I’ve had a preoccupation with nuclear bombs since third grade. It amazes me that all of us go about our everyday, normal lives with these atrocities in our midst. I could go on and on about my obsession with all things nuclear. I’ll save it for another time…There are so many books that I love that address nukes, but one of my very favorites is Lydia Millet’s “O Pure and Radiant Heart,” which brings Oppenheimer, Fermi, and Szilard to the present day so they can see the monster that they created. Millet plays with the absurd in her novels, and they are all political, hilarious, and thought-provoking.
In “Mermaids in Paradise” her dark, biting humor had me laughing out loud and smirking on almost every page. The novel’s premise is the Caribbean honeymoon trip of a normal, boring American couple that takes a weird turn when they discover mermaids. Yes, mermaids. You never know, they could be out there.
The husband, Chip, is a happy, all around good guy with an obsession with Midwesterners, gaming, and fantasy. The wife, Deb, narrates the story. She’s a bit of a sour-puss who gives wry observations like the following about wedding planning with her mother in law:
“I told her no favors, since Chip and I had passed beyond that phase. We were adults, I told her calmly, but firmly: when we attended a party we didn’t expect to go home with sparkle-filled bouncy balls or a handful of Tootsie Pops…No, we were perfectly pleased to leave a party empty-handed, our blood alcohol content somewhere above .08.”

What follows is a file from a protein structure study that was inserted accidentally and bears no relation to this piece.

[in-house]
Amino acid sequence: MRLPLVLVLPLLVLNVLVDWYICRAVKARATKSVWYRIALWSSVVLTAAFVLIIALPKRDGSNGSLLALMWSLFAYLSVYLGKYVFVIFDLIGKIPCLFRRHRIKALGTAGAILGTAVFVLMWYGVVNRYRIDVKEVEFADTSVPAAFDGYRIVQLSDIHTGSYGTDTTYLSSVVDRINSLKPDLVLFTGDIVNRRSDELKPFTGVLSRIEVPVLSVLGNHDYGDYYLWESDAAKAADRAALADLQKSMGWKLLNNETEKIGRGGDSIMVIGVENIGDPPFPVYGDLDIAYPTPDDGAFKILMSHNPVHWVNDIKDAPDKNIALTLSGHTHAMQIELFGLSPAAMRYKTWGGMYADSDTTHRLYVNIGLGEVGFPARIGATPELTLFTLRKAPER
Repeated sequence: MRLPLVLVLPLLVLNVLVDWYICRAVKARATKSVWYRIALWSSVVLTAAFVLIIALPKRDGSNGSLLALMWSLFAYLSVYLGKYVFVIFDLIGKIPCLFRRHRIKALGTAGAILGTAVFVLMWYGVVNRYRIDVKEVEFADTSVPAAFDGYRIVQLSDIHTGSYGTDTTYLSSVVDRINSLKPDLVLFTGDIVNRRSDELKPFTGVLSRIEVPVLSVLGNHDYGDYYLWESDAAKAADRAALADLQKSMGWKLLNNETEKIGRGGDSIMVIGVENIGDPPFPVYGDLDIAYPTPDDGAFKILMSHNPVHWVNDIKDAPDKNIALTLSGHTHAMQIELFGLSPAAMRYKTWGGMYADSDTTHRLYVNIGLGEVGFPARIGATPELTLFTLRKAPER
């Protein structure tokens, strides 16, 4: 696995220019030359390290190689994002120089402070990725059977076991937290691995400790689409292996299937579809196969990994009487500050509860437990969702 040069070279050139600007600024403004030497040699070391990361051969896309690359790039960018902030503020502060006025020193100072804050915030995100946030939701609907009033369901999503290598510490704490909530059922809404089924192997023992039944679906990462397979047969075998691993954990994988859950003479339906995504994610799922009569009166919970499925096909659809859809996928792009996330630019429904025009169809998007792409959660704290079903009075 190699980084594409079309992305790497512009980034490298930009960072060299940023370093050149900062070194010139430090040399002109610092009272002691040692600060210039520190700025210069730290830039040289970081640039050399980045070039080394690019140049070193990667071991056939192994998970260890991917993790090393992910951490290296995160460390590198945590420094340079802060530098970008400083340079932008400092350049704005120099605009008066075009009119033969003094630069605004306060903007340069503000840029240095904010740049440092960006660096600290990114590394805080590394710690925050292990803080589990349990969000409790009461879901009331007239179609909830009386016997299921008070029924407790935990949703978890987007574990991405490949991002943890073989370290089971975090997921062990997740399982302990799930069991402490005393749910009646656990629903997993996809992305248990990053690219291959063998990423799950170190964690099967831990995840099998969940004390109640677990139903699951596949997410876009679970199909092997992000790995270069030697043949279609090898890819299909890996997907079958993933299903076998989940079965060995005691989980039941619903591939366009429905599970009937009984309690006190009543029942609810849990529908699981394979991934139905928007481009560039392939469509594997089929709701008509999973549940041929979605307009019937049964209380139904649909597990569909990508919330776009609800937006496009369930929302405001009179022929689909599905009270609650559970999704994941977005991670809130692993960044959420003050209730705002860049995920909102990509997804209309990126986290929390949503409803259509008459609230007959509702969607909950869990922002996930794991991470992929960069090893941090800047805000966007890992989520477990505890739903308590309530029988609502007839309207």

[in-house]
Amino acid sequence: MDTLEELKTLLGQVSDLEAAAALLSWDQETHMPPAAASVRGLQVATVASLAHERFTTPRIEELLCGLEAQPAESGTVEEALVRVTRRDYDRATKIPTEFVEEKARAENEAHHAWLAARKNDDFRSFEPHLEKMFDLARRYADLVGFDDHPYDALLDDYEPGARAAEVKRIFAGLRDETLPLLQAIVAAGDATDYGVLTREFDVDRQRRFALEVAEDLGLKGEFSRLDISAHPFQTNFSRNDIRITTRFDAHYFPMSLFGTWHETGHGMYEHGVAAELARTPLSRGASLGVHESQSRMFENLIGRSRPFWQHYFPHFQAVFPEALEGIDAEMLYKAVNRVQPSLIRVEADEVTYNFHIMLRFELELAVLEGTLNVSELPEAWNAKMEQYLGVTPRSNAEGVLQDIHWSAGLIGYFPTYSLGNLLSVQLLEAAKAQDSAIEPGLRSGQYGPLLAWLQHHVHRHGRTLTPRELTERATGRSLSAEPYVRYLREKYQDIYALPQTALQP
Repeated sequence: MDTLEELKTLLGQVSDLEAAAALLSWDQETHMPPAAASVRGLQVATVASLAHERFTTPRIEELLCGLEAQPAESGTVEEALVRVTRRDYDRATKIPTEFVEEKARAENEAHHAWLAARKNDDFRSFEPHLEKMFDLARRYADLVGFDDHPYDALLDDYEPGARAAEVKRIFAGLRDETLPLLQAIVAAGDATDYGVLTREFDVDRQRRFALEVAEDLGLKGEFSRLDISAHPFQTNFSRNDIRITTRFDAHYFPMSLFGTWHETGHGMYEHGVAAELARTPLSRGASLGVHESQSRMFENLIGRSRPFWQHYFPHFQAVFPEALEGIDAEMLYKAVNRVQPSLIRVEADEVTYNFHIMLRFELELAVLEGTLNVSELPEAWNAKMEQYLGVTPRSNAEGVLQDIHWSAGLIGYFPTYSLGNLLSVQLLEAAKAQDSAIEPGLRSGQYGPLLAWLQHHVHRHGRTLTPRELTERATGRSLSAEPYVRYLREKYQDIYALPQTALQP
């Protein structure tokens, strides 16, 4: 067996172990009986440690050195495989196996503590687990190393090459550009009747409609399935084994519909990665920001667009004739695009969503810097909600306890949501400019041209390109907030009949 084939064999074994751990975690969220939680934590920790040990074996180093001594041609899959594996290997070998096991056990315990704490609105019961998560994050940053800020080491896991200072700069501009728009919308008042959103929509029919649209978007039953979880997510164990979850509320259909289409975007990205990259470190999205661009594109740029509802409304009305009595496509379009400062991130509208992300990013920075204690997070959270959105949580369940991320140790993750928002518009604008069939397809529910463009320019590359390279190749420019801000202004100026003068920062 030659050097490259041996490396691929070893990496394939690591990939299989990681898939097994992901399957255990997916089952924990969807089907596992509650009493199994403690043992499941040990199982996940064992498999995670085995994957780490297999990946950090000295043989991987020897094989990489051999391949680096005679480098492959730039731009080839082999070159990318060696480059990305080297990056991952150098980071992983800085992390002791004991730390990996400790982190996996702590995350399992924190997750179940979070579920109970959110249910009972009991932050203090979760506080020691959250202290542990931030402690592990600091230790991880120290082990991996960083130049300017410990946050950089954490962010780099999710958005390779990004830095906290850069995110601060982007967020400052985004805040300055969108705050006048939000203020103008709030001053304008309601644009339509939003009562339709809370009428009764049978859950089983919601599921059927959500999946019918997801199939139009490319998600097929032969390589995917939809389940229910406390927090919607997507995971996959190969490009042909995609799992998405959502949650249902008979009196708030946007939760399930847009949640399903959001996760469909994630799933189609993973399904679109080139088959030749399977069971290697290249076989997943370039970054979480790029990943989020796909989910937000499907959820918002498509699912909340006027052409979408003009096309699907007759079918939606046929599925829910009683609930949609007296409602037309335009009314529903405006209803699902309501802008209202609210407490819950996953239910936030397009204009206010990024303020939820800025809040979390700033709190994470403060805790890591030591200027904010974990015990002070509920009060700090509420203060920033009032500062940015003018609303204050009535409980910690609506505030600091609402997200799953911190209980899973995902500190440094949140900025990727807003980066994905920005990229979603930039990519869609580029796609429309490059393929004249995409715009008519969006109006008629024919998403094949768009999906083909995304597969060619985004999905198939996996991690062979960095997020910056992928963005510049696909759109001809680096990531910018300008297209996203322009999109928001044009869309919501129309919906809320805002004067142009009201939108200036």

“If a man like Chip can emerge sane and whole from eighteen formative years with a Nurse Ratched harpy, there’s hope of redemption for each and every one of us. There’s hope the sun may not burn out after all, some billions of years hence, transforming into a giant fireball that obliterates the planet.”
When Chip and Deb get to their honeymoon, it starts to get weird, and hilarious. They meet a motley crew of people, and together they try to save the mermaids from the claws of capitalism that are absolutely everywhere in our world. “Mermaids in Paradise” examines issues like extinction, exploitation, and technology.
Deb thinks: “What was their problem? Our problem, as a race…It seemed to me the virtual world was even worse that the real one, when it came to humanity…Here we sat at civilizations technological peak, and what we chose to do on that shining pinnacle was hate each other’s guts.”
I just finished another irreverent novel called “The Wallcreeper” by Nell Zink. It is a dark, twisted book that is FULL of zippy one-liners. Thru the lens of a parasitic woman who attaches herself to men, the book explores eco-terrorism, marriage, and the search for meaning.
Two nights ago I stayed up until 2:00 in the morning to read “What Comes Next and How to Like It” by Abigail Thomas. This memoir is so honest that reading parts of it are uncomfortable. I felt like a voyeur that was snooping on her family. Thomas writes about mortality, being hurt by those we love the very most, forgiveness, addictions, and complicated family dynamics. She writes truth.
Thomas gives possibly the best advice EVER: “Forget career, forget the future, forget existential worries, just get yourselves a couple of dogs, and everything will be all right.” Yup, that about sums it up. Also I love how she captures the mother /daughter relationship over and over. She describes something to her daughter, who responds, “Yes Mom, I know. Your memories are my memories.”
For another view into someone’s life that feels a little uncomfortable, but is so, so beautiful listen to the podcast “The Living Room.” Sob!!